I believe there are numerous ways to handle your attitude during the everyday instances of life, but firstly, I think a desire to stay positive, and a constant awareness of your emotions, is needed. For me, after I obtained that desire, I found that the simple-yet-not-so-simple acts of breathing and smiling helped a lot.
I’ve been taking yoga for the past couple of weeks and it’s one of the hardest things I’ve put my spirit through. My ego is constantly beaten down by tasks that easily remind me of how tight and inflexible my muscles are. It’s very easy for me to get frustrated during any moment of the hour session. My yoga instructor is notorious for combating my negativity with a reminder to breath through the pain (Shout out to Kim Wilczak who has been helping me with yoga for the past few weeks! Much love and thanks man!). There’s something about full body breathing that serves as a reminder of the deeper connection that one has with the intangible things of this world as one inhales from it and exhales into it.
There are sometimes when breathing isn’t coming easy, however. In yoga, I literally find myself panting because of the bind my lungs are in. One day I was in this lung-suppressing torque of a position with muscles shaking and pores sweating bullets when my instructor told me to just smile. As soon as my lips took the instruction into motion, a lightness came over me as I reflected on how lucky I was to be in that physically uncomfortable situation.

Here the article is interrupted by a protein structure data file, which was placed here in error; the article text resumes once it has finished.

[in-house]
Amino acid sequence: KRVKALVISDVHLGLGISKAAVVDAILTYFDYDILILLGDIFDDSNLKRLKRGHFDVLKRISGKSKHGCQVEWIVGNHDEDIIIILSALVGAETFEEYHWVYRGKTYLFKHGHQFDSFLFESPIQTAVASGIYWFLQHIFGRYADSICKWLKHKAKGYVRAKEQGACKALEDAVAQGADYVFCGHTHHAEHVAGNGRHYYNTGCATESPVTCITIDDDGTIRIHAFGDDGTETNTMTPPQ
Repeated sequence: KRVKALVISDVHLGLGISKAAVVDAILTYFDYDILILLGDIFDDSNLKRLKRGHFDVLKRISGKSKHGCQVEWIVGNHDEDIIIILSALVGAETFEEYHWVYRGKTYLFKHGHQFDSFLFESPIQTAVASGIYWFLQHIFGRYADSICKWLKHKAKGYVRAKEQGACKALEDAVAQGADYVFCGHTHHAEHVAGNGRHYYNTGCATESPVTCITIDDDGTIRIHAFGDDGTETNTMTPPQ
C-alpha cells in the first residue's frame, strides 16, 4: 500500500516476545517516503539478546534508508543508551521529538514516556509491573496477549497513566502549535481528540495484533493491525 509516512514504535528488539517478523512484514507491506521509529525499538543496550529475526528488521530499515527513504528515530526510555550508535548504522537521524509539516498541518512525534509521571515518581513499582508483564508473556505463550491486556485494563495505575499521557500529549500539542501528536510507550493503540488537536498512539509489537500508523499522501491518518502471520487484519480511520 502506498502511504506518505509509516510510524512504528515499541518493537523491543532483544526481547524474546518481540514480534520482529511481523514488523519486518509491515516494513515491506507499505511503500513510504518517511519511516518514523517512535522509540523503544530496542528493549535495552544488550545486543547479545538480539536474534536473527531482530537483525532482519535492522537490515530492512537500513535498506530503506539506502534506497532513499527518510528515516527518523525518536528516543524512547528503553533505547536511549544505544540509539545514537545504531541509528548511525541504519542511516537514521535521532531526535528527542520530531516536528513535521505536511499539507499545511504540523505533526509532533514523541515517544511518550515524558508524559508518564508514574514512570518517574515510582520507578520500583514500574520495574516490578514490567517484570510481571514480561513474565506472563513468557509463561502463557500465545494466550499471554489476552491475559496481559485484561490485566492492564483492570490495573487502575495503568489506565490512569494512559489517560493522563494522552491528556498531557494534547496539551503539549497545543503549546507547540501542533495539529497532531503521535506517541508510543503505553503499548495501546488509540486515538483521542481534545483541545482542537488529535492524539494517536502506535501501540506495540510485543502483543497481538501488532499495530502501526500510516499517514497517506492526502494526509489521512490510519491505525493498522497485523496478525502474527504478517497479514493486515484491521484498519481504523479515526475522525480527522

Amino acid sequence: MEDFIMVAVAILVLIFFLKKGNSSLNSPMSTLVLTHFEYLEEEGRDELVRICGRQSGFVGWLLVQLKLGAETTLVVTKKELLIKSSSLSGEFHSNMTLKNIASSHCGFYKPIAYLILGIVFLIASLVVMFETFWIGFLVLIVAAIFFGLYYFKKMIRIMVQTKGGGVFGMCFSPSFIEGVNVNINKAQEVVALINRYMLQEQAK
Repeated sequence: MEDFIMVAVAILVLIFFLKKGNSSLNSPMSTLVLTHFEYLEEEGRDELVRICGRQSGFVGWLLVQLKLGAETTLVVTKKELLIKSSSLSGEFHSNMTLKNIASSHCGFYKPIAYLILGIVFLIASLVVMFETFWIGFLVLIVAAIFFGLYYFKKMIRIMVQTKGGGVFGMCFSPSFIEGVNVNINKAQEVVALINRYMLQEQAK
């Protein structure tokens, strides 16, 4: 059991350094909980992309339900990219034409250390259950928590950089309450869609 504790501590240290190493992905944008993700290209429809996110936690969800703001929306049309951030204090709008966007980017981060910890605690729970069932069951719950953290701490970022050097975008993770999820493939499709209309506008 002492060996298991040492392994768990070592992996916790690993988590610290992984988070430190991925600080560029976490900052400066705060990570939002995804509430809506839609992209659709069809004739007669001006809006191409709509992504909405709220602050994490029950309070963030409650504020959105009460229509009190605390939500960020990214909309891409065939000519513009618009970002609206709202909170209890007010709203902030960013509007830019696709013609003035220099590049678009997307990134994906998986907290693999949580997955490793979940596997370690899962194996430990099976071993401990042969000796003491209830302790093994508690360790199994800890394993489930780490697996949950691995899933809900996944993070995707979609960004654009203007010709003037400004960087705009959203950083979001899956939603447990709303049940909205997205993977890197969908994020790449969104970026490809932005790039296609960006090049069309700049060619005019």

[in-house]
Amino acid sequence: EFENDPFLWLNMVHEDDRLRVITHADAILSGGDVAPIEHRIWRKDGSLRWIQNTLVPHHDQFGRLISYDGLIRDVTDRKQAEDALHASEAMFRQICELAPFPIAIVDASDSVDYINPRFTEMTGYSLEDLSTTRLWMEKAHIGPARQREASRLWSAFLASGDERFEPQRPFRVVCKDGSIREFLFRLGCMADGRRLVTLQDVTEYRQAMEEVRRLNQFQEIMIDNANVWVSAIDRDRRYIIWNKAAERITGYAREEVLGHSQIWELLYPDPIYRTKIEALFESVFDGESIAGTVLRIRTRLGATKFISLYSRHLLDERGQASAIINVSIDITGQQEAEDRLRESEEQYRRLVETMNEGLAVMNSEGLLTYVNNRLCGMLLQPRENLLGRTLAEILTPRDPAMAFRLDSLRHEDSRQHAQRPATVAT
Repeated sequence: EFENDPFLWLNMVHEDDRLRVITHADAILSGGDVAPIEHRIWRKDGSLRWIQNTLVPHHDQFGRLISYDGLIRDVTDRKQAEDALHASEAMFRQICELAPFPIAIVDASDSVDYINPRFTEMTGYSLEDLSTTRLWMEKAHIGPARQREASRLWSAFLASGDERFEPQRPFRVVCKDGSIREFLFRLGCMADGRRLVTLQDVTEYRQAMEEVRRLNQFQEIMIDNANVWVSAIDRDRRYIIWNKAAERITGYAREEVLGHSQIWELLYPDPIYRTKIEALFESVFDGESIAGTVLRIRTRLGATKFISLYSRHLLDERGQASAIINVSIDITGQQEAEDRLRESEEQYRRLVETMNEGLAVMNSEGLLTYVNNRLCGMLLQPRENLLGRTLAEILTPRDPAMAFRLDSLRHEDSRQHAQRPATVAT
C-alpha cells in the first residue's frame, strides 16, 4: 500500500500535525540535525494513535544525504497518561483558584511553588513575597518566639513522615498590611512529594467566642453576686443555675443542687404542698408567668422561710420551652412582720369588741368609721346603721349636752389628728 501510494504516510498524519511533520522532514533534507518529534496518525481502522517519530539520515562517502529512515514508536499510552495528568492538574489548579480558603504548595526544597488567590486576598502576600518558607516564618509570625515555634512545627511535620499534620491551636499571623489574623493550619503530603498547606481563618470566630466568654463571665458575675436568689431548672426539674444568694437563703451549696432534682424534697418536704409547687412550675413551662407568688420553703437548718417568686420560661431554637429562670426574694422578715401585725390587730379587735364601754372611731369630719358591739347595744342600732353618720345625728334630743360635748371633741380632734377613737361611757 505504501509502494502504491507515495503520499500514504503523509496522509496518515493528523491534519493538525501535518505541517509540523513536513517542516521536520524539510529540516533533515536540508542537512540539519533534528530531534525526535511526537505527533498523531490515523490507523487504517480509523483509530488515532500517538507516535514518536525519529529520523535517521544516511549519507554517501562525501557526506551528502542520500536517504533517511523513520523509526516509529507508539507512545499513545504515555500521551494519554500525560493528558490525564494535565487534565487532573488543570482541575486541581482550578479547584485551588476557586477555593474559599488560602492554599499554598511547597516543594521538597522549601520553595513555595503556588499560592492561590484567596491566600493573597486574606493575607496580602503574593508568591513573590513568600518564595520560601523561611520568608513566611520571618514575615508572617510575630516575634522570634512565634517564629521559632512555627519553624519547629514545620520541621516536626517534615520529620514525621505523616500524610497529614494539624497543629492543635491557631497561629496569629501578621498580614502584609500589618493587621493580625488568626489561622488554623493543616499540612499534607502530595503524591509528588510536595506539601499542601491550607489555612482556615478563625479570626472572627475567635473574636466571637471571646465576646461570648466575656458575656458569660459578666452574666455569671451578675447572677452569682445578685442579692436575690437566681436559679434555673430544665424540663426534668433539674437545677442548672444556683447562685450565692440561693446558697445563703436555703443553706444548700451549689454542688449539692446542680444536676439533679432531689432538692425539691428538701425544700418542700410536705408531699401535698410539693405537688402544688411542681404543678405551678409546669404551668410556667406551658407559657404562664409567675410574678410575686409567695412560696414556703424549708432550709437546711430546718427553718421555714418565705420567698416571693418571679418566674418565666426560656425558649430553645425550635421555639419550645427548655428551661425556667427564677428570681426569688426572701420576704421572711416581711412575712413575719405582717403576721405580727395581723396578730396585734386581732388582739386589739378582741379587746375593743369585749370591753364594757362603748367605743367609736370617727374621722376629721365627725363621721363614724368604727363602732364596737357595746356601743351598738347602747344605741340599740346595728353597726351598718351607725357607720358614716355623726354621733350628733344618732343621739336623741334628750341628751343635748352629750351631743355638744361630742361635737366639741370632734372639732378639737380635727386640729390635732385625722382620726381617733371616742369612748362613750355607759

This whole thing may sound corny. But, whether it be yoga or something else, practicing practical steps to establish akopmo positive norm within your daily mindset is one powerful and worthwhile journey.
Now, I know everybody is different, so this is a thing that may not be universal…but maybe none of this is…which would be really awkward…
For me, I am a person that has never struggled to know when I need to get away from everything. I love people and I could not live without being invested in certain communities. However, the introvert in me just needs to get away from everybody and everything… like a lot. I believe taking designated time for yourself every day is a basic necessity. Sleep is the most typical and crucial time of solitude (which a lot of us also don’t get enough of), but I think there’s something valuable to becoming comfortable with consciously living with yourself.
I’ve mentioned in my previous blog post that this past semester included an early morning ritual: reading my bible, listening to podcasts, walking around my block, eating a full breakfast, etc. I look at each day in life as a battle to overcome. My morning solitude made available a consciousness to welcome life’s beautiful opportunities and to combat life’s challenging tribulations. Maybe I think of it all too deeply, but all I know is that I have never been able to go full-out without getting burnt-out during the marathon of a semester. This semester, however, I was able to give my full self to my responsibilities, and more, with gas still in the tank. I have to tribute that to my dedication to take time out to be with God and myself consistently.
As I wrote this, I came to the conclusion that a mastery over the basics lies in a dedication to the process. As soon as your perception of the basics goes from mastering to mastered, I believe you’ve lost. So, lets continue to find empowerment and encouragement in the knowledge that every day is an opportunity to showcase our abilities as unique individuals in our community and in this world. Blessings.